Your baby’s emotional development

Baby’s ability to recognize and to remember is already remarkable as she may find items that were mislaid. She can also recognize familiar objects by touch alone: months of analysing and testing have helped to memorize patterns, materials and other useful information about objects.

Her newly found independence causes her to discriminate between foods by taste, smell and look. Baby shows a clear preference for sweet, salty and fatty tastes. She also enjoys watching television and listening to music. By now, baby’s moods may change spontaneously; she is still dependent on the reassuring presence of a familiar adult, while she may be shy around strangers. Some babies at this age love their comfort blanket or teddy. Baby is very affectionate towards familiar adults and loves to socialize during mealtimes when joining in conversations. Her independence will lead her to learn how to feed herself and to help when getting washed and dressed.

There are a lot of games and activities that he will enjoy now. Take a look at our activity list for some inspiration here.

By now, your little one will be busy crawling or shuffling on his bottom whilst trying to reach everything that is of interest. More than ever it is important to remember baby’s safety at all times and as baby becomes more active, you will have to safeguard your home. Please read our baby’s safety articles for more tips and advice.

Crawling baby

Your baby’s physical development:

Unsupported, your baby can sit steadily with a straight back for up to 15 minutes. He can turn his body to reach an object and will look for dropped toys. His interest in objects encourages him to work hard in order to get to the desired toy that is out of reach. At this age, baby can already pull himself up however, he cannot yet lower himself. Some babies may be able to walk around furniture (so-called cruising) and others will make their way across the room by rolling, crawling or wriggling on their stomach. A few babies may already take a couple of steps if held with both hands. His ability to pick up tiny objects with his thumb and his finger (so-called pincer grasp) is becoming more proficient (keep all dangerous objects out of baby’s reach). Baby can manipulate objects by poking and squeezing whilst passing them from one hand into the other. He can also willingly open his hand in order to drop a toy though putting it down voluntarily must still be learned.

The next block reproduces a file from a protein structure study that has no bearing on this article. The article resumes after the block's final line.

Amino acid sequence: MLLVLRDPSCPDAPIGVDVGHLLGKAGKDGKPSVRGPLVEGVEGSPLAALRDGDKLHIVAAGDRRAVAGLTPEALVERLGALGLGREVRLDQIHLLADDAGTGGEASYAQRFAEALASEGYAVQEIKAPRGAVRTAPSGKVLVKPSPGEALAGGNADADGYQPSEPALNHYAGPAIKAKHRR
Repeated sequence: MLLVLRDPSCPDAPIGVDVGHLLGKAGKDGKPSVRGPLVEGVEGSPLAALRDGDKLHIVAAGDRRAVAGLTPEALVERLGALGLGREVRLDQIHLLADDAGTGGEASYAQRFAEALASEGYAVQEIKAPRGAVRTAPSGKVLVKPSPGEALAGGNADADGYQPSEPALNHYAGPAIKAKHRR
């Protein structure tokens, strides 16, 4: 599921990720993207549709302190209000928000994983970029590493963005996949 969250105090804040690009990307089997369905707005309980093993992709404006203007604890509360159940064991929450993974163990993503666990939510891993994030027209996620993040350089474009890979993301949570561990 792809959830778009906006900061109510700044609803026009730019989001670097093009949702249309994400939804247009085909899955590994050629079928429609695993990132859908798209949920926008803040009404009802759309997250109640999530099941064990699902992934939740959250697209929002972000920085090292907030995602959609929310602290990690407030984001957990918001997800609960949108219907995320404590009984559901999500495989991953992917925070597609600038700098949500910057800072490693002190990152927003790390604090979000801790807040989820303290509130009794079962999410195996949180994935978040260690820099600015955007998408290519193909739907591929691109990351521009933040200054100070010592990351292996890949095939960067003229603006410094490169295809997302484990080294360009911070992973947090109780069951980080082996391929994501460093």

By now, baby can play games such as peekaboo or patty-cake (clap with hands) and wave bye-bye. Some babies may even be able to play rolling back the ball and drink from a cup independently.

He can watch a toy which is being hidden and then look for it. This is very interesting as baby shows that he knows that the object still exists even though it is not visible. This is commonly called object permanence.

Your baby’s emotional development:

At around 9 months, baby can understand the word “no” but his urge to explore and discover may be much stronger than his willingness to obey. Baby can recognize familiar faces on pictures by showing real excitement. By now, he also understands his daily routine and knows what to expect after dinner, for instance. Baby loves songs and rhythm which he can show by clapping his hands or moving his upper part of the body when sitting down. Some babies are happy to play by themselves for longer periods of time but most still prefer to be near to a familiar adult. He has started to show his likes and dislikes at meal times which can result in lots of mess at the table!

Baby still loves to take objects into his mouth in order to “feel” them and he may start becoming attached to a comfort toy such as a blanket or his favourite toy. He likes to make lots of noise by banging and throwing so a wooden spoon is a great addition to baby’s toy box.

There are a lot of games and activities that he will enjoy now. Take a look at our activity list for some inspiration here.